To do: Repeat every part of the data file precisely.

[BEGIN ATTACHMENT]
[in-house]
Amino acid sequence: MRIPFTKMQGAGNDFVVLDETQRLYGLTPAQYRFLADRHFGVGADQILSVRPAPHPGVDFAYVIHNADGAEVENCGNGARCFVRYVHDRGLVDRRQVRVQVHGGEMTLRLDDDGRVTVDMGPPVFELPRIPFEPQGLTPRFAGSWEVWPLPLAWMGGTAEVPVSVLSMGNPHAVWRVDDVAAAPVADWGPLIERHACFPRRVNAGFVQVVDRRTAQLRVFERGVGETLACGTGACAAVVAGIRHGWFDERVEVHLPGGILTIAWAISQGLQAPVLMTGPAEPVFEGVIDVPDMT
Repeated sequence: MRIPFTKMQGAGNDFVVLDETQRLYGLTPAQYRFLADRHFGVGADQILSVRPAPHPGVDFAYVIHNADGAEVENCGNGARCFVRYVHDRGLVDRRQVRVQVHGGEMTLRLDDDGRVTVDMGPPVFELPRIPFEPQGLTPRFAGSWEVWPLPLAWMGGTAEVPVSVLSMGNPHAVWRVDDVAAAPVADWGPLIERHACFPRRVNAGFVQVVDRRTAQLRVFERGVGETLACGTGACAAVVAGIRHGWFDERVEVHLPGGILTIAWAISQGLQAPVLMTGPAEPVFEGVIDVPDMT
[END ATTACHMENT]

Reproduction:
[in-house]
Amino acid sequence: MRIPFTKMQGAGNDFVVLDETQRLYGLTPAQYRFLADRHFGVGADQILSVRPAPHPGVDFAYVIHNADGAEVENCGNGARCFVRYVHDRGLVDRRQVRVQVHGGEMTLRLDDDGRVTVDMGPPVFELPRIPFEPQGLTPRFAGSWEVWPLPLAWMGGTAEVPVSVLSMGNPHAVWRVDDVAAAPVADWGPLIERHACFPRRVNAGFVQVVDRRTAQLRVFERGVGETLACGTGACAAVVAGIRHGWFDERVEVHLPGGILTIAWAISQGLQAPVLMTGPAEPVFEGVIDVPDMT
Repeated sequence: MRIPFTKMQGAGNDFVVLDETQRLYGLTPAQYRFLADRHFGVGADQILSVRPAPHPGVDFAYVIHNADGAEVENCGNGARCFVRYVHDRGLVDRRQVRVQVHGGEMTLRLDDDGRVTVDMGPPVFELPRIPFEPQGLTPRFAGSWEVWPLPLAWMGGTAEVPVSVLSMGNPHAVWRVDDVAAAPVADWGPLIERHACFPRRVNAGFVQVVDRRTAQLRVFERGVGETLACGTGACAAVVAGIRHGWFDERVEVHLPGGILTIAWAISQGLQAPVLMTGPAEPVFEGVIDVPDMT